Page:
Check IRS records Sam: There was a D.B.A. (Doing Business As) form and a federal ID number for Big Events T-shirts. So the company was officially registered. But they had defaulted on sales tax payments. Most importantly, the whole shebang was registered in Hawaii by none other than B.O. himself. It was time for me to regroup back at headquarters. Sam: Big Events T-shirts is in Hawaii, and owned by the Box Office manager. Sam: I was telling the boss the latest when he surprised me with some news of his own. He found out that B.O. and Big Events T-shirts were definitely linked. He also knew B.O. was riding the big waves in Hawaii, which happened to be where Big Events T-shirts was based. There’s something flaky and light-breaded going on here, and I’m not talking about my mom’s cooking. I told the boss we’d hop a plane to Hawaii pronto. So what do you think we should do next? (Class votes) IF “Go to the Hotel” — Read Card 11; IF “Go to Big Events T-shirts” — Read Card 12

card-4:
Check Action Arena’s Books Sam: I had a sneaky suspicion there was something smelly in the Box Office. And I’m not talking about the nacho cheese sauce either. Basketball game, Box Office intake, $1 million dollars. Bank deposits $1,050,000. Big Events T-shirt check, $50,000. Hockey game, Box Office intake $800,000. Bank deposits, $840,000. Big Events T-shirts check, $40,000. Something fishy is going on. And I’m not talking about the clam chowder. The bank statement shows a deposit of $630,000 for the Smashing Zucchinis concert. I know that pretzels are overpriced, but still. Just one day after the concert a $30,000 check is made out to Big Events T-shirts. Coincidence or psychic phenomena? You be the judge. The Box Office earns 5% more than records show. The extra cash seems to be going to Big Events T-shirts. That could be our means. So what do you think we should do next? Investigate procedures in the ticket printing office or look into this company called Big Events T-shirts? (Class votes) IF “See the Printer” — Read Card 6; IF “Investigate Big Event T-shirts” — Read Card 7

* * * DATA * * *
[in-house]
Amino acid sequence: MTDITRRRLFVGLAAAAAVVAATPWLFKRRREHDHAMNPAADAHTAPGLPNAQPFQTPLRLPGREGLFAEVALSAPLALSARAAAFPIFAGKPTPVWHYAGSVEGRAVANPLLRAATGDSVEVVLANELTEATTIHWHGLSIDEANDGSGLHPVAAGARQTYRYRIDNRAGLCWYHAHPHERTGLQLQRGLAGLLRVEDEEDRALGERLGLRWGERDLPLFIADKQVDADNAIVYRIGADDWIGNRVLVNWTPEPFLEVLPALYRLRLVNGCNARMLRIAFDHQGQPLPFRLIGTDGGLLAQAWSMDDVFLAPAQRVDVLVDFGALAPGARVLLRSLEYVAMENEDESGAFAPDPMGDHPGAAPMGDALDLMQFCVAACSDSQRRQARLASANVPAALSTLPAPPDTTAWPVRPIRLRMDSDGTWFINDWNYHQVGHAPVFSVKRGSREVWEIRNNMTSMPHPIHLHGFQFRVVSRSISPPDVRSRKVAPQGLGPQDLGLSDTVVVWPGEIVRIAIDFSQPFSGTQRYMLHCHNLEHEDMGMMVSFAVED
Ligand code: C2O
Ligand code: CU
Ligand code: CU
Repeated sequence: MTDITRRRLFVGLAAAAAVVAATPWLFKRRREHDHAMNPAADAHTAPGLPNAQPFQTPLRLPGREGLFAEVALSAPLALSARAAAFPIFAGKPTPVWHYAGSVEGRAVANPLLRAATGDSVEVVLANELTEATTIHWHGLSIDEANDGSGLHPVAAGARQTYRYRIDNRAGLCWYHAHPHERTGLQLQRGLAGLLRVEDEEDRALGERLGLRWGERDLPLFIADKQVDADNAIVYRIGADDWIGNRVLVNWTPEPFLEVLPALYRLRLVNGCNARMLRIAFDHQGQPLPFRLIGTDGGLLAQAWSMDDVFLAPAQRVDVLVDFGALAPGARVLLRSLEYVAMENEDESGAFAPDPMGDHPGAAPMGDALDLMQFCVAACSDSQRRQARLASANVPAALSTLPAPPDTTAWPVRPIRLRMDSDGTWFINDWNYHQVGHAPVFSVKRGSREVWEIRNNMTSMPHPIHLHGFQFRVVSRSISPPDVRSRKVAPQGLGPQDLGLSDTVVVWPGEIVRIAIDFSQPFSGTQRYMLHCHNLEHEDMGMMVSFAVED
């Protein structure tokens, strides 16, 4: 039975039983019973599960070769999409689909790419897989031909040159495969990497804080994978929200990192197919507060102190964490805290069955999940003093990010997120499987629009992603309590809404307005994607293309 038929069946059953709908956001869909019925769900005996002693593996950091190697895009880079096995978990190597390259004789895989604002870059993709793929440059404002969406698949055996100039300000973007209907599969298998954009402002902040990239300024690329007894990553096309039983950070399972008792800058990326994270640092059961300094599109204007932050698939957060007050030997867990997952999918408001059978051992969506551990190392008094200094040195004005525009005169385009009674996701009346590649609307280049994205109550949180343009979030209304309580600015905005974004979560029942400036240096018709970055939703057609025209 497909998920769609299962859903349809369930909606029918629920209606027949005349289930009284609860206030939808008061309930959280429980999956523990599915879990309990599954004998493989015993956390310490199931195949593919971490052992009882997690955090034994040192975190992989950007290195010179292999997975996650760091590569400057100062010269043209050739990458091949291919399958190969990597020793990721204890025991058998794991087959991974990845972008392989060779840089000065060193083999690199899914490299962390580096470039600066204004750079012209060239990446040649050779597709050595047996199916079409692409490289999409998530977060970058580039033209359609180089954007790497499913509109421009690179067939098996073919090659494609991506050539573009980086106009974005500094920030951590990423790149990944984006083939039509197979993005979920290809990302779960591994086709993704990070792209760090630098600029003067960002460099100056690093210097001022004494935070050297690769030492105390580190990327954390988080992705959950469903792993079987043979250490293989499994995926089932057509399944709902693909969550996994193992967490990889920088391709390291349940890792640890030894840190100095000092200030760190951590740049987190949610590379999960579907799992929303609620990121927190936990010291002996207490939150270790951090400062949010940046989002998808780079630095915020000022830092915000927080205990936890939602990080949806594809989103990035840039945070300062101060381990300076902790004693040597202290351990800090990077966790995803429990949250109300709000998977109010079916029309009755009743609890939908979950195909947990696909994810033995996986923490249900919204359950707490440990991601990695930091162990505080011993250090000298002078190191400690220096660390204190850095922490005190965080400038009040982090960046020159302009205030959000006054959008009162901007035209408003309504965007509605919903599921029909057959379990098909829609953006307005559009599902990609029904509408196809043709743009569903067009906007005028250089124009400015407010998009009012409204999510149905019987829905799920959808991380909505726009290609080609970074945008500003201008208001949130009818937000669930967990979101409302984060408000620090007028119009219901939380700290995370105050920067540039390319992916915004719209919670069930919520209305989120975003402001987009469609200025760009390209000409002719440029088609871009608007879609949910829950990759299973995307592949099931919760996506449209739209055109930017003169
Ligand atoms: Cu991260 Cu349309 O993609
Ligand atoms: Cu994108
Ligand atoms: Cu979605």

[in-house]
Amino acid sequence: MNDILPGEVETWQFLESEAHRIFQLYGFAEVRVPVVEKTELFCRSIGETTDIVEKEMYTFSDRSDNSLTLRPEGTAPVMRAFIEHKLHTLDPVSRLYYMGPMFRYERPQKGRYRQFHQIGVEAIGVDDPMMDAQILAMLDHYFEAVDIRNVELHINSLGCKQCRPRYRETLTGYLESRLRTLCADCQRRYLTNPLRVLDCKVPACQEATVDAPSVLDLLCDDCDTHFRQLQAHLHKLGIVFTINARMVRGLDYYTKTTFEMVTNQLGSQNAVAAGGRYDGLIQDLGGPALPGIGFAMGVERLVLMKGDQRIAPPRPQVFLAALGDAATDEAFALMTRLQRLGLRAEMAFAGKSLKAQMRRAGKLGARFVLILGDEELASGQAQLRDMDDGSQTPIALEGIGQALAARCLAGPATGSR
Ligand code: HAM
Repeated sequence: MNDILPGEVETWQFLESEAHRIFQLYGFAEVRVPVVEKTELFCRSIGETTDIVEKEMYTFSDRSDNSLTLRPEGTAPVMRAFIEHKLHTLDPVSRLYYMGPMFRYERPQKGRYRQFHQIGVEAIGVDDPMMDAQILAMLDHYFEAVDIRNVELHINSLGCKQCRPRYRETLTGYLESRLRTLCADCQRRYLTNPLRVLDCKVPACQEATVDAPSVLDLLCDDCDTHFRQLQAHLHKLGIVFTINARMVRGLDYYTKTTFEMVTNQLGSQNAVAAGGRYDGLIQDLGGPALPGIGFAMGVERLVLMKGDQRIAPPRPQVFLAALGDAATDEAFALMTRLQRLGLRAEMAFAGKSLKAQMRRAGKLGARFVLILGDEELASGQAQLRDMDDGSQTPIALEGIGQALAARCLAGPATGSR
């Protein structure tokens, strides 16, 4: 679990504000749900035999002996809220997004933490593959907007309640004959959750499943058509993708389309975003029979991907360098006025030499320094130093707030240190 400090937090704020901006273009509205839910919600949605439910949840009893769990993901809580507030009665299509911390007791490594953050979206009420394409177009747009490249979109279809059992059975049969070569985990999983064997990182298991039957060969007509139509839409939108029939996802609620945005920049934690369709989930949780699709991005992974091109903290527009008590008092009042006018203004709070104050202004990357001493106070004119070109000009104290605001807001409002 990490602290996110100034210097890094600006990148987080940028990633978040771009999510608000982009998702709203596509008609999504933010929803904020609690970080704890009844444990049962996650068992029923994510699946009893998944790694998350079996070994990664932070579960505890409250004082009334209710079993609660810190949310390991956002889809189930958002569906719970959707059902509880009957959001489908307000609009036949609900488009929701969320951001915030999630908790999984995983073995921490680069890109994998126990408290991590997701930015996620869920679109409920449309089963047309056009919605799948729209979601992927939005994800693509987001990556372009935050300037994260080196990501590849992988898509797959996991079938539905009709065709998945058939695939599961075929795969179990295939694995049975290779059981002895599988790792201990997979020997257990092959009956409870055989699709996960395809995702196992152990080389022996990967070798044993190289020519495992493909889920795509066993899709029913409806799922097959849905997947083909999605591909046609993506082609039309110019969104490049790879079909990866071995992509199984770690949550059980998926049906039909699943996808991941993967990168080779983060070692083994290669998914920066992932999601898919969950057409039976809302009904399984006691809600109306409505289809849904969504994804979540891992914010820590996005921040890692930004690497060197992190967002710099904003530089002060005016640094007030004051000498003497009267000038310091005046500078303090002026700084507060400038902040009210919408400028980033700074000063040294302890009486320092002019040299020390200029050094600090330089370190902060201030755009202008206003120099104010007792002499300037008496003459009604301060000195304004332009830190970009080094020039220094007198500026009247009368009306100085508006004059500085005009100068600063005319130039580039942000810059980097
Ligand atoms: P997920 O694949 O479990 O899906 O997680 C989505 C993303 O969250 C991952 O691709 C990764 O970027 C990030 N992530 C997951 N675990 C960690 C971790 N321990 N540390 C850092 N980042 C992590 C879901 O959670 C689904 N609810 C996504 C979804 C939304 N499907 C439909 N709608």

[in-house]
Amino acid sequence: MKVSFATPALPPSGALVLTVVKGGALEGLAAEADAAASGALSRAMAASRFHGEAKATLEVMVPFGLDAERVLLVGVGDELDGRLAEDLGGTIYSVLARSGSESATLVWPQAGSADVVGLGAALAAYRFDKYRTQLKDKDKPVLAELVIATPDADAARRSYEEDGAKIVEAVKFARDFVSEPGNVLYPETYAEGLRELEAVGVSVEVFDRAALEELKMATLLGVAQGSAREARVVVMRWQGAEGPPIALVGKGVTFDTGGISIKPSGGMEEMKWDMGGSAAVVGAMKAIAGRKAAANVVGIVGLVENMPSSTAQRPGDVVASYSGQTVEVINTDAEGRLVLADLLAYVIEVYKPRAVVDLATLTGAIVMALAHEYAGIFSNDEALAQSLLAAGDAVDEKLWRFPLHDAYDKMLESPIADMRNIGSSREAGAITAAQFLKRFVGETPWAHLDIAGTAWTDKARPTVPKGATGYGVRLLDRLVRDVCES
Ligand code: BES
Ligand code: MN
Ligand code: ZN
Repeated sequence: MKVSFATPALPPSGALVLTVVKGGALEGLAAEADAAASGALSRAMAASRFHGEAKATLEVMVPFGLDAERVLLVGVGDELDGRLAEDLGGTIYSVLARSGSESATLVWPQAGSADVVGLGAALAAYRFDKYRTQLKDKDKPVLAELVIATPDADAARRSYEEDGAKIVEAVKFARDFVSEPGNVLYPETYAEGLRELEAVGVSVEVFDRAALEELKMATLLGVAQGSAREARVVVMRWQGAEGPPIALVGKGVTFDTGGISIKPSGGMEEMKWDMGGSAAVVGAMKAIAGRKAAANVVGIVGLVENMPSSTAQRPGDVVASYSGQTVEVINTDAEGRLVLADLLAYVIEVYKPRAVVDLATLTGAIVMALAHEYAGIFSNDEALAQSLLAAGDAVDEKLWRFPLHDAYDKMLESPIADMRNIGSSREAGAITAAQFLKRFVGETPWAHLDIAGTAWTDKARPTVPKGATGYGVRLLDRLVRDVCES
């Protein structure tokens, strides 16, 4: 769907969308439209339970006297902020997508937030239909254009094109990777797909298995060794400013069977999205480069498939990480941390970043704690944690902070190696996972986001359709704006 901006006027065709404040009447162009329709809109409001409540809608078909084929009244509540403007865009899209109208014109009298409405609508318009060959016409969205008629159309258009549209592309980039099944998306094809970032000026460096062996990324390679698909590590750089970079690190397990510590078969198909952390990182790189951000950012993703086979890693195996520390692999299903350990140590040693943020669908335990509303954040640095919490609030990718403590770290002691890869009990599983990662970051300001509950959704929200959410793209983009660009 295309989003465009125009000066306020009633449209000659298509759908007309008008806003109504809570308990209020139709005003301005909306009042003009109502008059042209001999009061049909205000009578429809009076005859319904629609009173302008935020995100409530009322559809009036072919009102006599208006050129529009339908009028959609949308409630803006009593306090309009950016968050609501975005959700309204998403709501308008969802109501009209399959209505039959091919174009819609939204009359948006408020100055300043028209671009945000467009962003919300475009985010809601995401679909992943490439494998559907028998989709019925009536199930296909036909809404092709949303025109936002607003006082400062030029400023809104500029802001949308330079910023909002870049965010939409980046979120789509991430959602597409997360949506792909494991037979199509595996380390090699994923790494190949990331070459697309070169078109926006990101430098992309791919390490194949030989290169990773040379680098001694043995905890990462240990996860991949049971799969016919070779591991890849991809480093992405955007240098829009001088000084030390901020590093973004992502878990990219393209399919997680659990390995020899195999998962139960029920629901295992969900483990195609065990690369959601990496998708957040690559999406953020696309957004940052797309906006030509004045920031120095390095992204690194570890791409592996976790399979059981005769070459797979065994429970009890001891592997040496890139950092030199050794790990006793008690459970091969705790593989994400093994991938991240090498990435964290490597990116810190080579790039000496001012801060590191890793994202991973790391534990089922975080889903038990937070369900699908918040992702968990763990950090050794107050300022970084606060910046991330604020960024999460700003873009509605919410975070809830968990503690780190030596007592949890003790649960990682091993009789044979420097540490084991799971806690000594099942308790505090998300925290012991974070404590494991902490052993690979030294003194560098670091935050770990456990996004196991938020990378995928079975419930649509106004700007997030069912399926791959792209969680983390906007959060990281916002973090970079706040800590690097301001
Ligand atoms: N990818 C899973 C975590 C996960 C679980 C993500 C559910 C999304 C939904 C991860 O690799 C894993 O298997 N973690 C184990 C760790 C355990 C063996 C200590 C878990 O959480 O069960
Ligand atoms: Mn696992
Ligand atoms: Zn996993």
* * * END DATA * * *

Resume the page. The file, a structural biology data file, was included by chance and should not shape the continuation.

card-5:
Interview Bookkeeper Sam: The bookkeeper was prone to histrionics. I tried to get her to focus. I told her to give us the low down. Bookkeeper: There were so many piledup papers when I got here. Three unopened bank statements, an electric bill, and this notice saying I could have already won $10 million dollars. Well, the bank statements are usually handled by the Box Office manager, we call him B.O. for short, but he’s away on vacation, so I opened them, and there’s money in there that’s not showing up on the Box Office bank statements. With almost every event we seem to be making an extra $30,000, $40,000 or $50,000. And the funny thing is each of those amounts is exactly the same amount made out to a company called Big Event T-shirts. And I can’t find their invoices anywhere. Sam: The Box Office earned more than the records show. The extra cash seems to be going to Big Events T-shirts. That establishes the means. So what do you think we should do next? Investigate procedures in the ticket printing office. Or look into this company Big Events T-shirts. (Class votes) IF “See the Printer” — Read Card 6; IF “Look into Big Events T-shirts” — Read Card 7

card-6: